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What prompted you to apply
for the AMP job?
I studied medicine at the University of
Tasmania, and every day I walked past
the Aurora Australis (AA) icebreaker
berthed on the Hobart waterfront.
I dreamed of travelling on the AA to
work on an AAD station and worked
from that point on to gain the skills and
training necessary to apply.
I am a rural generalist and a member
of ACRRM, the Australian College of
Rural and Remote Medicine. This style
of remote work is exactly what we train
for. As the single medical practitioner
on Macquarie Island I provide
comprehensive medical care to all of
our station expeditioners and also to
visiting/passing summer tourists.
external assistance (other than by
telecommunications) in case of a serious
event is at least four days away.
every day as an AMP can be different
and has unlimited potential. The scope
and complexity, and opportunity for
autonomy appeal to me. There is the
thrill of diagnosis of undifferentiated
illness, the responsibility of high-level
clinical decision-making, rewarding
procedural work, and coordination
of primary care and public health
programs that respond directly to the
needs of my remote community.
Despite the 24/7 on-call requirements,
I am trained to deal with every possible
medical emergency and I have the
reassurance of world leading telehealth
support from the AAD Polar Medicine
Unit in Hobart.
An AMP has the perfect mix of vocation
and location. Macquarie Island is a
wonder spot in the world, which very
few people have the opportunity to visit
let alone live on. Here I can experience
remote community living for a year with
the most interesting and adventurous
people who are all experts in their
scientific or trades fields.
What special training did you
The Antarctic Division bases are located
in remote extreme environments with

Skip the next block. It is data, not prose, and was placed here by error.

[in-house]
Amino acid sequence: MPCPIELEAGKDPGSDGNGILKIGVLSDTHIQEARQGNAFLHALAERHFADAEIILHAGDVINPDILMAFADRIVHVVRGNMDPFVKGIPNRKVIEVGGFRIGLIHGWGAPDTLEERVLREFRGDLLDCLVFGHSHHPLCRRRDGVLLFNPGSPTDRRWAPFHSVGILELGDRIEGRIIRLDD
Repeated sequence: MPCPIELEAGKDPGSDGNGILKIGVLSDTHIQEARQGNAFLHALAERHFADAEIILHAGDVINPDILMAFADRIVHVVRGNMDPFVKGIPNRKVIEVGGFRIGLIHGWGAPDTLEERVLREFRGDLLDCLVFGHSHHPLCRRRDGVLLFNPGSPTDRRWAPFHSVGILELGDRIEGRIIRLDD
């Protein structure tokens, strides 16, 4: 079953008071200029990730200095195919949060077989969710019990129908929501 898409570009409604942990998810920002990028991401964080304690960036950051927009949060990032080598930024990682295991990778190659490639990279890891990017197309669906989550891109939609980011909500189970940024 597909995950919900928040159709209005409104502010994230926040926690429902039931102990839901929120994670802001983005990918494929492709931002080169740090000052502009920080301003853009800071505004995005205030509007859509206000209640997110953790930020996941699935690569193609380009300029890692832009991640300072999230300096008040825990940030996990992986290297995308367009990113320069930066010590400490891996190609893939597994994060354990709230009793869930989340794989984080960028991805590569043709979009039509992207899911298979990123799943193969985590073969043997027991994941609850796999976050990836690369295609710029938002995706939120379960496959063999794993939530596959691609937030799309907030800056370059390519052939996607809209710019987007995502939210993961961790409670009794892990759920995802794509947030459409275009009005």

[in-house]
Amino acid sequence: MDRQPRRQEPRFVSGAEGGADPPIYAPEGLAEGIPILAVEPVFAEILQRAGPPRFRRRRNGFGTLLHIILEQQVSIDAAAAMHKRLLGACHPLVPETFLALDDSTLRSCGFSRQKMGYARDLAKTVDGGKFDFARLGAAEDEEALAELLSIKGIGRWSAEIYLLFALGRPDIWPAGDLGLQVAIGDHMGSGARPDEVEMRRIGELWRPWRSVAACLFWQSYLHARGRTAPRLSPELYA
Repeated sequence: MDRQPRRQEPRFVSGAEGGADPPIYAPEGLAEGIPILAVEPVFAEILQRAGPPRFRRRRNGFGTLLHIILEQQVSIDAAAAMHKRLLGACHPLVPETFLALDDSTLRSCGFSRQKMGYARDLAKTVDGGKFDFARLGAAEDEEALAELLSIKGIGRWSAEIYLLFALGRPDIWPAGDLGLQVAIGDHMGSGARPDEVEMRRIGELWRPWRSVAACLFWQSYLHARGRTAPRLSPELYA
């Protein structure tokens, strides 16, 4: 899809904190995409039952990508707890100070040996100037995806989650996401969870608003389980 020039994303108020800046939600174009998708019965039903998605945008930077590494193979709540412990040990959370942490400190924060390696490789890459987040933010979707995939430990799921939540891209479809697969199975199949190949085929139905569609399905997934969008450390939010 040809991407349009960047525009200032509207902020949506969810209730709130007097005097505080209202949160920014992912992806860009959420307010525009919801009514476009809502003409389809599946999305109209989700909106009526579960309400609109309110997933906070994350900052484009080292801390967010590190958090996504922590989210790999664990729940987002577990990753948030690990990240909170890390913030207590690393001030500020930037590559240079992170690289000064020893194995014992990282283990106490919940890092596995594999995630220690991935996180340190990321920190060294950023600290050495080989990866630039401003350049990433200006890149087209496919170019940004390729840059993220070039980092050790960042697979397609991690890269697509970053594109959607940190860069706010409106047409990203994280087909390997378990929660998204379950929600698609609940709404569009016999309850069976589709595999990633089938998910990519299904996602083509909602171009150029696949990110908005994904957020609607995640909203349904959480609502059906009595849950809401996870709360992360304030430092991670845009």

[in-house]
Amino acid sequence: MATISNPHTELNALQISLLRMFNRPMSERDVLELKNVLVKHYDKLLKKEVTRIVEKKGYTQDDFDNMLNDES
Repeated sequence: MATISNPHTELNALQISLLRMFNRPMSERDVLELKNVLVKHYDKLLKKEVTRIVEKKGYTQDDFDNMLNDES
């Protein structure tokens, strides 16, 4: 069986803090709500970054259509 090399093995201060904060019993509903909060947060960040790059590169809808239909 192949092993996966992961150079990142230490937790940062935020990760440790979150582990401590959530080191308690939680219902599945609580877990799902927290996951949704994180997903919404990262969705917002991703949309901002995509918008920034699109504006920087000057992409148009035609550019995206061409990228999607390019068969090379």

severely limited (sometimes impossible)
access. Rural generalist training,
through ACRRM, provides a solid base
for AMP work with comprehensive
training in primary care, anaesthetics,
obstetrics and emergency medicine.
extra AAD training specific to the
AMP role includes dentistry, surgery,
physiotherapy, psychology, forensics,
laboratory methods (including
microbiology and haematology),
public health water and sewage testing
methods, equipment sterilisation,
radiology and point of care equipment
All wintering expeditioners also undergo
wilderness first aid, dangerous goods
handling, boating, search and rescue
and firefighting training (including
Given the intense social isolation of
station life, the AAD has extensive formal
and informal organisation culture and
station team compatibility development
training programs pre-departure.
My other roles on station include
Australia Post postmaster, ARPANSA
scientist and hydroponics gardener –
all with their own training requirements.
And of course, all AMPs must have
their appendix removed before
Being a health
professional in one of the
remotest and most isolated
parts of the world is challenge
enough, but add in one of the
most extreme climates and the job
takes on challenges which would
faze most of us.
Not so Dr Marion Davies, a pharmacist
and medical practitioner currently
stationed on Macquarie Island,
an Australian subantarctic island in
the Southern Ocean about halfway
between Australia and Antarctica.
(2,137km from Melbourne.)
Access is by sea only, with two Australian
Antarctic Division (AAD) resupply voyages
The island, known affectionately
by those who visit it as ‘Macca’, is a
world heritage-listed nature reserve,
managed by Tasmanian Parks and Wildlife.
One of the four Australian Antarctic
Division (AAD) bases, it is occupied
year-round with a small specialised staff
fulfilling science and support programs.
This season 13 expeditioners are
wintering at Macquarie Island, including
Dr Davies whose title is Antarctic Medical
Dr Davies, however, adds a new dimension
to the medical practitioner role, having
been a pharmacist for seven years before
commencing medical school.
In an email exchange between ‘Macca’ and
Australian Pharmacist, Dr Davies provided
some insights about herself and her role
on the Island. You can Follow Marion on
dr marion davies
macquarie island is about five kilometres wide
and 34 km long, with an area of 128km2.
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